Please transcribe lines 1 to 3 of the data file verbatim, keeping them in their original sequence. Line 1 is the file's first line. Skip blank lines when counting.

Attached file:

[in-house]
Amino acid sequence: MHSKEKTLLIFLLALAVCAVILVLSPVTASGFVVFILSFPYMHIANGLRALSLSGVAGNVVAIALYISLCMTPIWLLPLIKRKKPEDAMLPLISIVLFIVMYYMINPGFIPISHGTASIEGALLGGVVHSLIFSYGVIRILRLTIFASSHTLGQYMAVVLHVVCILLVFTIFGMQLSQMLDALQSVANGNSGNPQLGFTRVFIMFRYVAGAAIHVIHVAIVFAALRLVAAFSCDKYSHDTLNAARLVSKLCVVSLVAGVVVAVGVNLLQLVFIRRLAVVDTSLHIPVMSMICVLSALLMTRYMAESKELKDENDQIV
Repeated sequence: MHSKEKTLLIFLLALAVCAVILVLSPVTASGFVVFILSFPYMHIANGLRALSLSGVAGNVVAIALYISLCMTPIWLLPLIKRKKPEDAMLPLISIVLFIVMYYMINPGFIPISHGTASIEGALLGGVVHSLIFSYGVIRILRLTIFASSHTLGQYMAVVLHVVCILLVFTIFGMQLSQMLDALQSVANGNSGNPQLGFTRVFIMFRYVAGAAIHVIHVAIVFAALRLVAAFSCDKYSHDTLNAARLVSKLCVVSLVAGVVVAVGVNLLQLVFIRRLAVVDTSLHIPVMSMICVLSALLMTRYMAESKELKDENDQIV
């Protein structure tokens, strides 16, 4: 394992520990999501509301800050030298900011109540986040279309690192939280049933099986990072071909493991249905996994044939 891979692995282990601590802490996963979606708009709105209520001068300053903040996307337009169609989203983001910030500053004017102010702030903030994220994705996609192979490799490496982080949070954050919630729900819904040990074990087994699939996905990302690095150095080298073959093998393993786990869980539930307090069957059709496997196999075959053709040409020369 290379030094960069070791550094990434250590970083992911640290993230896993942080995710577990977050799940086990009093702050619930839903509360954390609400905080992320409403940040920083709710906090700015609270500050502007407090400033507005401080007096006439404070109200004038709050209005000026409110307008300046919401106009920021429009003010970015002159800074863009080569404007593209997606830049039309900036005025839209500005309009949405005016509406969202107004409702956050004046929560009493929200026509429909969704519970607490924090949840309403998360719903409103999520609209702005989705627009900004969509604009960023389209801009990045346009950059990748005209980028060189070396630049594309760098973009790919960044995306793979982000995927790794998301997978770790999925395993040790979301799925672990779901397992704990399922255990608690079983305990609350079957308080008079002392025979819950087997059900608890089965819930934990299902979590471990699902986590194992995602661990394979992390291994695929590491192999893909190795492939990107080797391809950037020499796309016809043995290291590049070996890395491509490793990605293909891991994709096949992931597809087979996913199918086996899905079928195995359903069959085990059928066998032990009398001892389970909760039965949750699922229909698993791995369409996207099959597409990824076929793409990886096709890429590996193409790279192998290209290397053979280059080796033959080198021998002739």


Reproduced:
[in-house]
Amino acid sequence: MHSKEKTLLIFLLALAVCAVILVLSPVTASGFVVFILSFPYMHIANGLRALSLSGVAGNVVAIALYISLCMTPIWLLPLIKRKKPEDAMLPLISIVLFIVMYYMINPGFIPISHGTASIEGALLGGVVHSLIFSYGVIRILRLTIFASSHTLGQYMAVVLHVVCILLVFTIFGMQLSQMLDALQSVANGNSGNPQLGFTRVFIMFRYVAGAAIHVIHVAIVFAALRLVAAFSCDKYSHDTLNAARLVSKLCVVSLVAGVVVAVGVNLLQLVFIRRLAVVDTSLHIPVMSMICVLSALLMTRYMAESKELKDENDQIV
Repeated sequence: MHSKEKTLLIFLLALAVCAVILVLSPVTASGFVVFILSFPYMHIANGLRALSLSGVAGNVVAIALYISLCMTPIWLLPLIKRKKPEDAMLPLISIVLFIVMYYMINPGFIPISHGTASIEGALLGGVVHSLIFSYGVIRILRLTIFASSHTLGQYMAVVLHVVCILLVFTIFGMQLSQMLDALQSVANGNSGNPQLGFTRVFIMFRYVAGAAIHVIHVAIVFAALRLVAAFSCDKYSHDTLNAARLVSKLCVVSLVAGVVVAVGVNLLQLVFIRRLAVVDTSLHIPVMSMICVLSALLMTRYMAESKELKDENDQIV